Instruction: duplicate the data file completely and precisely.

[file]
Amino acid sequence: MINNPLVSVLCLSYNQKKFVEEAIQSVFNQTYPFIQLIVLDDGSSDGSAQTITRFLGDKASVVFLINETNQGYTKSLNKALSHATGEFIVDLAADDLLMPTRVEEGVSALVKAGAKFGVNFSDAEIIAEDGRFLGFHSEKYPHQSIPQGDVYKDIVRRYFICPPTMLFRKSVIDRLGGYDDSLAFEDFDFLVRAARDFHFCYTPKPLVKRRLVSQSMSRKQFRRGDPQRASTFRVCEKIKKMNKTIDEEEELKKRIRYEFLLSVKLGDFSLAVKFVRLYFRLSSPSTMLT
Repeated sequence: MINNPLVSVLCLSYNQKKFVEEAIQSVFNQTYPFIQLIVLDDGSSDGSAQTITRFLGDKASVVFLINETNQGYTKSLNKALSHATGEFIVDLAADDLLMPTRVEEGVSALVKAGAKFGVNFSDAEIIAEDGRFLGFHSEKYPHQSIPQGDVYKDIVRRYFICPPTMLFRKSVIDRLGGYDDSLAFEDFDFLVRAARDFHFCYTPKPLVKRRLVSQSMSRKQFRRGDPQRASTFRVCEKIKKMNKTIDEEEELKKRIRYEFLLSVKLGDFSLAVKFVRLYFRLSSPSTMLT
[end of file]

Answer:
Amino acid sequence: MINNPLVSVLCLSYNQKKFVEEAIQSVFNQTYPFIQLIVLDDGSSDGSAQTITRFLGDKASVVFLINETNQGYTKSLNKALSHATGEFIVDLAADDLLMPTRVEEGVSALVKAGAKFGVNFSDAEIIAEDGRFLGFHSEKYPHQSIPQGDVYKDIVRRYFICPPTMLFRKSVIDRLGGYDDSLAFEDFDFLVRAARDFHFCYTPKPLVKRRLVSQSMSRKQFRRGDPQRASTFRVCEKIKKMNKTIDEEEELKKRIRYEFLLSVKLGDFSLAVKFVRLYFRLSSPSTMLT
Repeated sequence: MINNPLVSVLCLSYNQKKFVEEAIQSVFNQTYPFIQLIVLDDGSSDGSAQTITRFLGDKASVVFLINETNQGYTKSLNKALSHATGEFIVDLAADDLLMPTRVEEGVSALVKAGAKFGVNFSDAEIIAEDGRFLGFHSEKYPHQSIPQGDVYKDIVRRYFICPPTMLFRKSVIDRLGGYDDSLAFEDFDFLVRAARDFHFCYTPKPLVKRRLVSQSMSRKQFRRGDPQRASTFRVCEKIKKMNKTIDEEEELKKRIRYEFLLSVKLGDFSLAVKFVRLYFRLSSPSTMLT